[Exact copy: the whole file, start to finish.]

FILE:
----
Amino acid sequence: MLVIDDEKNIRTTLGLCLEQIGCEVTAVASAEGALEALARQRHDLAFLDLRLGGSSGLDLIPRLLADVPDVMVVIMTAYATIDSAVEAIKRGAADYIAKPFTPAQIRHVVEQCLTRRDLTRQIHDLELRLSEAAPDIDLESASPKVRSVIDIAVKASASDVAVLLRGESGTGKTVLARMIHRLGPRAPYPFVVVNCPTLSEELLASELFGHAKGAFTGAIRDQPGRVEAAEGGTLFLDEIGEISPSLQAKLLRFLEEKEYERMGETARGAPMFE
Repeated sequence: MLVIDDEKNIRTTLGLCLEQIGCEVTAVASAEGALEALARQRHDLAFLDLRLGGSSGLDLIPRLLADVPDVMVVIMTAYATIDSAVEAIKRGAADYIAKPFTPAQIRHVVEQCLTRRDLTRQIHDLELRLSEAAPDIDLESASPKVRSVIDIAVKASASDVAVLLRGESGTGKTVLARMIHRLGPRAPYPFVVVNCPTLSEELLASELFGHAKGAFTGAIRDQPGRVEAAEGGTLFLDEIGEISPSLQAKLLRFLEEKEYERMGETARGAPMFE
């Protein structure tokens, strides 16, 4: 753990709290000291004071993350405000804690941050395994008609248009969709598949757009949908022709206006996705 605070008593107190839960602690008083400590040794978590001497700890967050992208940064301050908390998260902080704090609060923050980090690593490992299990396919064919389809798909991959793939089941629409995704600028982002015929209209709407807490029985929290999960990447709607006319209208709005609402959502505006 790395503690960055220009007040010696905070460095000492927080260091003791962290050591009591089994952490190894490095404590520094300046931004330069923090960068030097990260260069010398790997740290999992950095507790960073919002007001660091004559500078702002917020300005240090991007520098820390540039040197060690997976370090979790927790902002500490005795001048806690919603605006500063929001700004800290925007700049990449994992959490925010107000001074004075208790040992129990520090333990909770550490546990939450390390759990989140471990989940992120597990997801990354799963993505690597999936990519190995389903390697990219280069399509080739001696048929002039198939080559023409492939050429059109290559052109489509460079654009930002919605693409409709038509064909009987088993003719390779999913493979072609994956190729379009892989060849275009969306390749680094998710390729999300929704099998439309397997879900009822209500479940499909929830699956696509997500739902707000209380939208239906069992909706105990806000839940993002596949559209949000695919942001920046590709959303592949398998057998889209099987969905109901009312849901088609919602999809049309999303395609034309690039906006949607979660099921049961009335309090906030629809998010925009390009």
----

Amino acid sequence: MLVIDDEKNIRTTLGLCLEQIGCEVTAVASAEGALEALARQRHDLAFLDLRLGGSSGLDLIPRLLADVPDVMVVIMTAYATIDSAVEAIKRGAADYIAKPFTPAQIRHVVEQCLTRRDLTRQIHDLELRLSEAAPDIDLESASPKVRSVIDIAVKASASDVAVLLRGESGTGKTVLARMIHRLGPRAPYPFVVVNCPTLSEELLASELFGHAKGAFTGAIRDQPGRVEAAEGGTLFLDEIGEISPSLQAKLLRFLEEKEYERMGETARGAPMFE
Repeated sequence: MLVIDDEKNIRTTLGLCLEQIGCEVTAVASAEGALEALARQRHDLAFLDLRLGGSSGLDLIPRLLADVPDVMVVIMTAYATIDSAVEAIKRGAADYIAKPFTPAQIRHVVEQCLTRRDLTRQIHDLELRLSEAAPDIDLESASPKVRSVIDIAVKASASDVAVLLRGESGTGKTVLARMIHRLGPRAPYPFVVVNCPTLSEELLASELFGHAKGAFTGAIRDQPGRVEAAEGGTLFLDEIGEISPSLQAKLLRFLEEKEYERMGETARGAPMFE
């Protein structure tokens, strides 16, 4: 753990709290000291004071993350405000804690941050395994008609248009969709598949757009949908022709206006996705 605070008593107190839960602690008083400590040794978590001497700890967050992208940064301050908390998260902080704090609060923050980090690593490992299990396919064919389809798909991959793939089941629409995704600028982002015929209209709407807490029985929290999960990447709607006319209208709005609402959502505006 790395503690960055220009007040010696905070460095000492927080260091003791962290050591009591089994952490190894490095404590520094300046931004330069923090960068030097990260260069010398790997740290999992950095507790960073919002007001660091004559500078702002917020300005240090991007520098820390540039040197060690997976370090979790927790902002500490005795001048806690919603605006500063929001700004800290925007700049990449994992959490925010107000001074004075208790040992129990520090333990909770550490546990939450390390759990989140471990989940992120597990997801990354799963993505690597999936990519190995389903390697990219280069399509080739001696048929002039198939080559023409492939050429059109290559052109489509460079654009930002919605693409409709038509064909009987088993003719390779999913493979072609994956190729379009892989060849275009969306390749680094998710390729999300929704099998439309397997879900009822209500479940499909929830699956696509997500739902707000209380939208239906069992909706105990806000839940993002596949559209949000695919942001920046590709959303592949398998057998889209099987969905109901009312849901088609919602999809049309999303395609034309690039906006949607979660099921049961009335309090906030629809998010925009390009």